, Volume 52, Issue 5, pp 891–900

Potential role of TBC1D4 in enhanced post-exercise insulin action in human skeletal muscle

  • J. T. Treebak
  • C. Frøsig
  • C. Pehmøller
  • S. Chen
  • S. J. Maarbjerg
  • N. Brandt
  • C. MacKintosh
  • J. R. Zierath
  • D. G. Hardie
  • B. Kiens
  • E. A. Richter
  • H. Pilegaard
  • J. F. P. Wojtaszewski
Open Access



TBC1 domain family, member 4 (TBC1D4; also known as AS160) is a cellular signalling intermediate to glucose transport regulated by insulin-dependent and -independent mechanisms. Skeletal muscle insulin sensitivity is increased after acute exercise by an unknown mechanism that does not involve modulation at proximal insulin signalling intermediates. We hypothesised that signalling through TBC1D4 is involved in this effect of exercise as it is a common signalling element for insulin and exercise.


Insulin-regulated glucose metabolism was evaluated in 12 healthy moderately trained young men 4 h after one-legged exercise at basal and during a euglycaemic–hyperinsulinaemic clamp. Vastus lateralis biopsies were taken before and immediately after the clamp.


Insulin stimulation increased glucose uptake in both legs, with greater effects (~80%, p < 0.01) in the previously exercised leg. TBC1D4 phosphorylation, assessed using the phospho–AKT (protein kinase B)substrate antibody and phospho- and site-specific antibodies targeting six phosphorylation sites on TBC1D4, increased at similar degrees to insulin stimulation in the previously exercised and rested legs (p < 0.01). However, TBC1D4 phosphorylation on Ser-318, Ser-341, Ser-588 and Ser-751 was higher in the previously exercised leg, both in the absence and in the presence of insulin (p < 0.01; Ser-588, p = 0.09; observed power = 0.39). 14–3–3 binding capacity for TBC1D4 increased equally (p < 0.01) in both legs during insulin stimulation.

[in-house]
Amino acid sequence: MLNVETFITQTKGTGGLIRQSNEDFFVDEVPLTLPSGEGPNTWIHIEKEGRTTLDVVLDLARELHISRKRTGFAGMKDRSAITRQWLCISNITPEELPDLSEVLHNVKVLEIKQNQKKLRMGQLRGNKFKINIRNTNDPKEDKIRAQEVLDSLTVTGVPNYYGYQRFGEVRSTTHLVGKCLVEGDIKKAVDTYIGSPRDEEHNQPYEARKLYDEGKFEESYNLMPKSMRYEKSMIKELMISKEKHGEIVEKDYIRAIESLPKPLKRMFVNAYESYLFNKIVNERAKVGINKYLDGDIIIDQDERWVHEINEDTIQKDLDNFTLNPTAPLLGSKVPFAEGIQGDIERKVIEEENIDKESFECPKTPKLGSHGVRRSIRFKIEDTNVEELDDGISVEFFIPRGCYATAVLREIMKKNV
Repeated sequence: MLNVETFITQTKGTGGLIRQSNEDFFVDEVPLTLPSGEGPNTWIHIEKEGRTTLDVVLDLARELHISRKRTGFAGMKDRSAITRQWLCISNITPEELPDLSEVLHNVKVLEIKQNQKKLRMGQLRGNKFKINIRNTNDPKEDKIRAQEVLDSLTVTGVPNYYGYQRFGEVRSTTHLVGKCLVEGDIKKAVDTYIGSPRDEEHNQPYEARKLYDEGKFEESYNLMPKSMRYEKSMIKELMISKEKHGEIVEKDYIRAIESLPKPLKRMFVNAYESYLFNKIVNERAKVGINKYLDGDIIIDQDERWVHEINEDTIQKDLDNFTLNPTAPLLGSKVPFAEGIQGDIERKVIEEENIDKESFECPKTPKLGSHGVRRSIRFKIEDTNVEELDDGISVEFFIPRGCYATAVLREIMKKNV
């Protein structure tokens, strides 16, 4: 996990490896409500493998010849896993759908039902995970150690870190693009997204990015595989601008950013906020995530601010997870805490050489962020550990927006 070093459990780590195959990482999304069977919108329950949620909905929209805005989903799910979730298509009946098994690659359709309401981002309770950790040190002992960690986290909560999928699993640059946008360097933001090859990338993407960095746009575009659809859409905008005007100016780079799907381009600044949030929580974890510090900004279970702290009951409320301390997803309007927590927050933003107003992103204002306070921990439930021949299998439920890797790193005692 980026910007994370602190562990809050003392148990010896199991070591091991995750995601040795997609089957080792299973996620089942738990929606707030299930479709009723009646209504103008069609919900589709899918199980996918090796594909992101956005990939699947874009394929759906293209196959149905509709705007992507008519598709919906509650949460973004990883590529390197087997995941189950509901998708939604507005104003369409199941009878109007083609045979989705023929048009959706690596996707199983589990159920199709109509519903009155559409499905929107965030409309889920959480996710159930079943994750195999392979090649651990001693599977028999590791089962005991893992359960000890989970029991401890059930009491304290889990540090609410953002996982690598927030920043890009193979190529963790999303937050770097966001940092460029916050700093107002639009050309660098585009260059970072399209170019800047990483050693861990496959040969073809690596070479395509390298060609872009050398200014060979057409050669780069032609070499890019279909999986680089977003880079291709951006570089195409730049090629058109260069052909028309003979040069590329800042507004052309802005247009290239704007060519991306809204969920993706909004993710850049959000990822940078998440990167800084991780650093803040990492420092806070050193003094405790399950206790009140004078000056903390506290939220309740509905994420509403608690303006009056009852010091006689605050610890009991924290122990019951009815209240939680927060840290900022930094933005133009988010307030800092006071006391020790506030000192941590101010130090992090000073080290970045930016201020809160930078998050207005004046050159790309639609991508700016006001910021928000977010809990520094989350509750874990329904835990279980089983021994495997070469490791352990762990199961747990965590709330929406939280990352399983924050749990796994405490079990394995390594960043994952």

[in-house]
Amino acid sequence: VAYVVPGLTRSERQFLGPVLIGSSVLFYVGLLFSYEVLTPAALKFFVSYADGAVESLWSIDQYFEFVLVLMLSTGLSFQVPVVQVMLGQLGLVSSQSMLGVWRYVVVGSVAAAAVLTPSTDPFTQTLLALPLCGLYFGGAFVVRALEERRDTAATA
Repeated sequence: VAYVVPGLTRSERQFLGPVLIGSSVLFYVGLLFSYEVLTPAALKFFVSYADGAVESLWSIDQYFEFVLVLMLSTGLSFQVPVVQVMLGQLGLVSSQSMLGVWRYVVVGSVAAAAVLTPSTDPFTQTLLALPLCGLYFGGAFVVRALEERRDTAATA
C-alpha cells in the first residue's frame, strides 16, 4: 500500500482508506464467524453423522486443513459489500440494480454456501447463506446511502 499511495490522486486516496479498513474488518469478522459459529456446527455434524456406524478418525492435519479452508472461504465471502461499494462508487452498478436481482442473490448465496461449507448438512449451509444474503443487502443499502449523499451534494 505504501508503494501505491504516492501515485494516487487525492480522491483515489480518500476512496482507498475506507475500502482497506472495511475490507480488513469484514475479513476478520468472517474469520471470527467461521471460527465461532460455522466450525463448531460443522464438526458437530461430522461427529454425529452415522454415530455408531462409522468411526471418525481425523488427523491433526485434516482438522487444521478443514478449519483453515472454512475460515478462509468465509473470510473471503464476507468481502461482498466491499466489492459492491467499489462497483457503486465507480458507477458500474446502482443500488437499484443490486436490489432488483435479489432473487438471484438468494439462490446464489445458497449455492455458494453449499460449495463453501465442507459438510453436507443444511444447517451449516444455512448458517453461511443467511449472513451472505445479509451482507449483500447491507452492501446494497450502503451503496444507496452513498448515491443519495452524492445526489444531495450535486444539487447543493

We provide evidence for site-specific phosphorylation of TBC1D4 in human skeletal muscle in response to physiological hyperinsulinaemia. The data support the idea that TBC1D4 is a nexus for insulin- and exercise-responsive signals that may mediate increased insulin action after exercise.


AKT substrate of 160 kDa AS160 Glucose metabolism TBC1D1 



Protein kinase B


AMP-activated kinase


GTPase-activating proteins


Phospho-AKT substrate


Polyvinylidene fluoride


TBC1 domain family, member 1


TBC1 domain family, member 4


Insulin sensitivity of skeletal muscle to stimulate glucose uptake is markedly enhanced by a prior bout of exercise. This effect is restricted to the previously contracted muscle, rather than a consequence of changes in systemic factors [1, 2, 3, 4, 5, 6, 7, 8]. The enhanced insulin sensitivity that increases glucose transport after acute exercise is associated with recruitment of GLUT4 molecules to the plasma membrane [9], but not with GLUT4 protein levels [10]. This effect cannot be linked to increased signal transduction at the insulin receptor or intermediates in proximal components of the insulin signalling cascade involving IRS1, phosphoinositide 3-kinase, AKT (protein kinase B) and glycogen synthase kinase 3 [8, 10, 11].